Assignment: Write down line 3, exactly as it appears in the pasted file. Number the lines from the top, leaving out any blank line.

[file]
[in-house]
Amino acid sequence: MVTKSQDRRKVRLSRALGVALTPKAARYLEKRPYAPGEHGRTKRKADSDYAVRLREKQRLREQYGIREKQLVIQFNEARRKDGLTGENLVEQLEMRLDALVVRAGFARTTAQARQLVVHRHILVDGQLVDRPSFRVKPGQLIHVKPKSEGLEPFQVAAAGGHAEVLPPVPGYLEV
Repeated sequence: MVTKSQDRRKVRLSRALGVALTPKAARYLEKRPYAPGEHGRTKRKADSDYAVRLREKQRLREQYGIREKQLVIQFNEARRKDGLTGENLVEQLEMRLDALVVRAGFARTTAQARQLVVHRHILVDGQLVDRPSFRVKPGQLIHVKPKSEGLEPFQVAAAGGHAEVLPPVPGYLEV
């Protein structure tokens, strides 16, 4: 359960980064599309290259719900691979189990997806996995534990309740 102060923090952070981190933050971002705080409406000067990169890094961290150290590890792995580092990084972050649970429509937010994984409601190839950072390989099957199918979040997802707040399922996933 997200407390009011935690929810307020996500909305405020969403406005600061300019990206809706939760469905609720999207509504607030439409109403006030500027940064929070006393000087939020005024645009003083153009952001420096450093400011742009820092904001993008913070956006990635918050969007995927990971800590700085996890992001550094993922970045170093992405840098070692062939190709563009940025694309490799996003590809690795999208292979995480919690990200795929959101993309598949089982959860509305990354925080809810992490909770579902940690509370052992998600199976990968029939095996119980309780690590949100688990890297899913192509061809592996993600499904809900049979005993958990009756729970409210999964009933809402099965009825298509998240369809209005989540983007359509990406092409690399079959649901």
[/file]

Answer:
Repeated sequence: MVTKSQDRRKVRLSRALGVALTPKAARYLEKRPYAPGEHGRTKRKADSDYAVRLREKQRLREQYGIREKQLVIQFNEARRKDGLTGENLVEQLEMRLDALVVRAGFARTTAQARQLVVHRHILVDGQLVDRPSFRVKPGQLIHVKPKSEGLEPFQVAAAGGHAEVLPPVPGYLEV